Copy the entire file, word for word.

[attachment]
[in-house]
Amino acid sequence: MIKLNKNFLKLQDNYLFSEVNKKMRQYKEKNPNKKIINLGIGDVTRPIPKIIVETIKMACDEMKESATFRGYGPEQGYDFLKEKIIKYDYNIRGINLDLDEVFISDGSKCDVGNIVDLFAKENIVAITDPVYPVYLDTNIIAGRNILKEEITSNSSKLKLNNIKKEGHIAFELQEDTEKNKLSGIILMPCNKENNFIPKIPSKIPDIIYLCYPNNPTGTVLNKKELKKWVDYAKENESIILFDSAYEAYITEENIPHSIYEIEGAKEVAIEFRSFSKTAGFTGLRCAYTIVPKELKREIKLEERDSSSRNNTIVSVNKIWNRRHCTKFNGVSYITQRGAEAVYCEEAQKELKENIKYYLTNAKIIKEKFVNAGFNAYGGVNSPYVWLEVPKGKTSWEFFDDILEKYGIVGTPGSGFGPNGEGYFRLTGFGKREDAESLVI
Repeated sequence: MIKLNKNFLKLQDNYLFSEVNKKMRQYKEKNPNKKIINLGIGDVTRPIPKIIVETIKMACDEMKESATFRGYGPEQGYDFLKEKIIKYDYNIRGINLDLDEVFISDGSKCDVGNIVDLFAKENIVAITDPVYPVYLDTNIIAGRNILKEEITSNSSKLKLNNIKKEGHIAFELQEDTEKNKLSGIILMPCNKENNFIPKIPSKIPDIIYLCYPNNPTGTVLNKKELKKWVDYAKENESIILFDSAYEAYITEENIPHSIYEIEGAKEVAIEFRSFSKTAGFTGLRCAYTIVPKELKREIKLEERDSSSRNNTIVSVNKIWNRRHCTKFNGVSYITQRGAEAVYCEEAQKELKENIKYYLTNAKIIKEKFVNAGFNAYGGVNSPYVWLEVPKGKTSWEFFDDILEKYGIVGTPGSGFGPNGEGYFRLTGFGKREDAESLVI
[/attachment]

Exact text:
[in-house]
Amino acid sequence: MIKLNKNFLKLQDNYLFSEVNKKMRQYKEKNPNKKIINLGIGDVTRPIPKIIVETIKMACDEMKESATFRGYGPEQGYDFLKEKIIKYDYNIRGINLDLDEVFISDGSKCDVGNIVDLFAKENIVAITDPVYPVYLDTNIIAGRNILKEEITSNSSKLKLNNIKKEGHIAFELQEDTEKNKLSGIILMPCNKENNFIPKIPSKIPDIIYLCYPNNPTGTVLNKKELKKWVDYAKENESIILFDSAYEAYITEENIPHSIYEIEGAKEVAIEFRSFSKTAGFTGLRCAYTIVPKELKREIKLEERDSSSRNNTIVSVNKIWNRRHCTKFNGVSYITQRGAEAVYCEEAQKELKENIKYYLTNAKIIKEKFVNAGFNAYGGVNSPYVWLEVPKGKTSWEFFDDILEKYGIVGTPGSGFGPNGEGYFRLTGFGKREDAESLVI
Repeated sequence: MIKLNKNFLKLQDNYLFSEVNKKMRQYKEKNPNKKIINLGIGDVTRPIPKIIVETIKMACDEMKESATFRGYGPEQGYDFLKEKIIKYDYNIRGINLDLDEVFISDGSKCDVGNIVDLFAKENIVAITDPVYPVYLDTNIIAGRNILKEEITSNSSKLKLNNIKKEGHIAFELQEDTEKNKLSGIILMPCNKENNFIPKIPSKIPDIIYLCYPNNPTGTVLNKKELKKWVDYAKENESIILFDSAYEAYITEENIPHSIYEIEGAKEVAIEFRSFSKTAGFTGLRCAYTIVPKELKREIKLEERDSSSRNNTIVSVNKIWNRRHCTKFNGVSYITQRGAEAVYCEEAQKELKENIKYYLTNAKIIKEKFVNAGFNAYGGVNSPYVWLEVPKGKTSWEFFDDILEKYGIVGTPGSGFGPNGEGYFRLTGFGKREDAESLVI